In July 2014, Sally Stofer and Carol Denton were attending a free concert in Macon, Georgia. The property/venue was owned by Macon-Bibb County, but Mercer University (“Mercer”) was granted a permit to use the park. Mercer did not have to pay for the permit; however, it had to pay for security and liability insurance. During the concert, there were vendors at the park selling food and drinks. While leaving the venue, Stofer lost her balance in a stairwell that had no handrail. She hit her head as she landed and fell into a coma. She was eventually removed from life support. Stofer's children and her estate filed a wrongful death action based on claims of negligence and premises liability. Mercer Univ. v. Stofer, 2018 WL 1248698 (Ga. Ct. App. 2018).
Mercer moved for summary judgment on the basis that it was immune from liability under the Recreational Property Act (the “RPA”). The purpose of the RPA is to encourage owners of land to make the land and water areas available to the public for recreational purposes by limiting the owners' liability to persons entering thereon for recreational purposes. O.C.G.A. § 51-3-20. Specifically, an owner of land owes no duty of care to keep the premises safe for entry or use by others for recreational purposes or to give any warning of a dangerous condition, use, structure, or activity on the premises to persons entering for recreational purposes. O.C.G.A. § 51-3-22. However, the trial court denied Mercer's motion as to immunity under the RPA and Mercer filed an interlocutory appeal.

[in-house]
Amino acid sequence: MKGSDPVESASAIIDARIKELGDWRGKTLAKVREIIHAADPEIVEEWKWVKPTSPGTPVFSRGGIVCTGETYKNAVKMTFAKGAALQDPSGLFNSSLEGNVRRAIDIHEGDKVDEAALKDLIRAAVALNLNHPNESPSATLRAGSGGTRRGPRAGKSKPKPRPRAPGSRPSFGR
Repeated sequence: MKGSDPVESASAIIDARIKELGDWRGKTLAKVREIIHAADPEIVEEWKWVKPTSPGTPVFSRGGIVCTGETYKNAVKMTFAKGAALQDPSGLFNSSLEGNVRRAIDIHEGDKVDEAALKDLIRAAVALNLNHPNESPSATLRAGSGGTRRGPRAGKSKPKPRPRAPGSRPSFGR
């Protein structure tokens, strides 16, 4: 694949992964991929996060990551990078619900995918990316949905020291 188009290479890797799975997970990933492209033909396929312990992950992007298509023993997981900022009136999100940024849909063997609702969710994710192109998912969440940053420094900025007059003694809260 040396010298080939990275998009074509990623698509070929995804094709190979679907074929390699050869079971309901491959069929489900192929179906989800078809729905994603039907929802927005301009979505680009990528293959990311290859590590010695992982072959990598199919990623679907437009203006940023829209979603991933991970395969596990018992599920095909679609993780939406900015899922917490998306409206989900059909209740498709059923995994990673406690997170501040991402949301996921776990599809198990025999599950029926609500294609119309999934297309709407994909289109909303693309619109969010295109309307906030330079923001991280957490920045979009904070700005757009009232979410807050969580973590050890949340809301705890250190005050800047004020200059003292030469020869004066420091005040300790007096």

It is undisputed that Stofer was not charged to attend the concert; however, the issue presented to the Georgia Court of Appeals was whether the RPA applied when both recreational and commercial use of the land existed at the time of injury. Specifically, the Stofer claim that the concert was commercial because private vendors sold food and alcohol at a profit and Mercer derived revenue from corporate sponsorships. In cases where the purposes are a mix of recreational and commercial, “an owner's profit motive does not necessarily create a reasonable inference that the event is commercial rather than recreational in nature. Rather, it is the purpose for which the owner earned the profits.” Anderson v. Atlanta Committee for the Olympic Games, Inc., 273 Ga. 113, 537 S.E.2d 345 (2000). Therefore, the Court held that Mercer's purpose must be considered, and resolved by a jury because the issue of whether the property's use was purely recreational was disputed. Therefore, the court affirmed the denial of Mercer’s motion and the Georgia Supreme Court has not granted certiorari.
It is clear the Court wanted to strictly construe this immunity. Absolute bars to liability deserve absolute attention to detail through consultation with counsel prior to holding events.